Building Support Circles
Facilitated by Judith Snow
I will deliver an interactive workshop based in exploring the value of diversity and ways to find gifts in the diversities that are considered challenging in typical culture. I will work from my own story, and include participants as they feel safe. One strategy I will share is the value of and “how to’s” of support circles
Childbirth – The Trauma we Hold Within
Facilitated by Akua Hinds
What emotional stress and trauma is brought to bear on the birthing experience?
How can this be released so that child birth also becomes the birth of an
empowered self, rather than the opposite?
Akua will share stories from her experience as a midwife and also introduce
participants to an understanding of stress and trauma… how it can be held in the
subconscious mind- surfacing in unexpected ways… and how new tools combining
ancient and modern art and science of healing can help us.
“I will introduce a simple and easy to learn stress/trauma release technique and
explore the topic of trauma as it relates to birthing in this culture as I have come
Claiming Our Bodies Through the Human Rights Framework
Facilitated by Loretta Ross
Loretta’s talk will be called ”Claiming Our Bodies Through the Human Rights Framework”. It will discuss the 8 categories of human rights to which everyone is entitled, and how to account for differences and diversities in making human rights claims.
Compassionate Awareness In Our Bodies
Facilitated by jes smith and Melissa Addison-Webster
We are interested in exploring the theme of being in our bodies, including the journeys we have had finding our way living in our own.
We will speak to our training in BioDynamic Cranio Sacral Therapy. We will also explore gender and power dynamics in queer relationships, as well as the potency of sexual power, and how healthy sexual relations can be cultivated through connections that have physical, emotional and spiritual components.
This will be explored within the context of femme solidarity and de-centering masculinity within queer relationships and queer communities. We will have a participatory activity of bringing awareness to our energetic boundaries, and exploring where our energies end and another begins. This exercise will also include a guided meditation to start from a place of grounding into our own bodies. Issues of mental, spiritual and emotional health will be discussed.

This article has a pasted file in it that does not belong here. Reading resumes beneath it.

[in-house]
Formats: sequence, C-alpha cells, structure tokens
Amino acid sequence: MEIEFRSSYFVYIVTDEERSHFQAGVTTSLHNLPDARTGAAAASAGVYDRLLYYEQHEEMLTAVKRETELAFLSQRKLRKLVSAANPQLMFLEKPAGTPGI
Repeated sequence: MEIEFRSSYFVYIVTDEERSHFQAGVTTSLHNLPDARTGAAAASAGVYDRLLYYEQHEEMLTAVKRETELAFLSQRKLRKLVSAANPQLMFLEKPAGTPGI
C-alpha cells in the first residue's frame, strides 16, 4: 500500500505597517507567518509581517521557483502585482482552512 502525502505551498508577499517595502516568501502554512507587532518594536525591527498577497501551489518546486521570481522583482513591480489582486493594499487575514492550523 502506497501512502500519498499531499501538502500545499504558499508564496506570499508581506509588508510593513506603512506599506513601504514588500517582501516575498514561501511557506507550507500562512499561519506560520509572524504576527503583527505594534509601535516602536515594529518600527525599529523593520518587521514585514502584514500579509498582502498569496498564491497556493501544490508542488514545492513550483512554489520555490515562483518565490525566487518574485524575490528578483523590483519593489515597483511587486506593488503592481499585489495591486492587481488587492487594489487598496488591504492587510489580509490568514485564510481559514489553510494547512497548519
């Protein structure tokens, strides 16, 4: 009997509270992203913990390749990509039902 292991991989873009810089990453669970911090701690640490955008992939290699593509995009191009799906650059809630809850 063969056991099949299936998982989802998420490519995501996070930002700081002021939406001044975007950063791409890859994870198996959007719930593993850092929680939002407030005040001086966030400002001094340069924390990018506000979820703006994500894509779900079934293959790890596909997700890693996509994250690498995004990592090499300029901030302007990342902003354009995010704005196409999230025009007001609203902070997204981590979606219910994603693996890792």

This workshop came out of conversations we have had as friends, exploring our own struggles and strengths we share. It is founded in the relations we have built between us and within our communities. We hope participants will leave with a better sense of their own energetic bodies and where their boundaries are. Further, we hope participants will leave feeling more empowered to take action in their own lives, with greater awareness of our energetic world.
Gettin’ The Chop: One Woman’s Experiences Receiving Gender Reassignment Surgery
An open discussion with a transgender woman about her recent gender reasignment surgery and her subsequent recovery. She will cover her personal physical and mental strains of recovery as well as the ins and outs of the process in general.
How One Person Herbally Supported Himself Through Top Surgery
Facilitatated by Jake Feldman
Jake Feldman will explain why he decided to herbally support himself through top surgery, how he did his research, and what his regime was. They will cover stress management, pain management, immune system boosting, and ball park costs among other things.
He thinks that there are lots of routes to take and that his story is merely one that worked for him.
Intersectional Approaches to Radical Mental Health Justice: Criminalization, racialization, Sexism and Ableism from an Anti-Oppression and Decolonization Framework. Based on Abla Abdelhadi’s experience of being criminalized, assaulted, tortured, forcibly hospitalized and legally charged for being a “mentally ill” Palestinian womyn in the US.
Facilitated by Abla Abdelhadi
This workshop intends to centre the experience of racialized folks and colonized folks in our analysis of ableism. This workshop critiques mainstream approaches to mental health that neglect to address how colonialism and racism affect the violence we experience as mentally ill people. In Conquest: Sexual Violence and American Indian Genocide Andrea Smith makes the argument that mainstream anti-violence movements in the USA must address the intersections of gender and race that Indigenous and women of colour live in, and that our strategies to combat violence within communities “must be informed by approaches that also combat violence directed against communities, including state violence – police brutality, prisons, militarism, racism, colonialism, and economic exploitation” (South End Press, 2005). In this workshop we will extend Smith’s analysis to radical mental health justice movements, where we cannot address the criminaliztion of mentally ill folks without also understanding the ways racialization/colonization affect our experiences of ableist violence and supremacy. Abla Abdelhadi will draw on her own lived experience of being criminalized, detained, tortured, assaulted, forcibly hospitalized and legally charged for being a “mentally ill” Palestinian womyn from a Muslim background in the USA in 2011. In the context of colonialism, imperialism and the war on terror, do “mentally ill” people of colour like Abla become cast out as “psychological terrorists”, with every aspect of our existence being attacked and threatened by the state?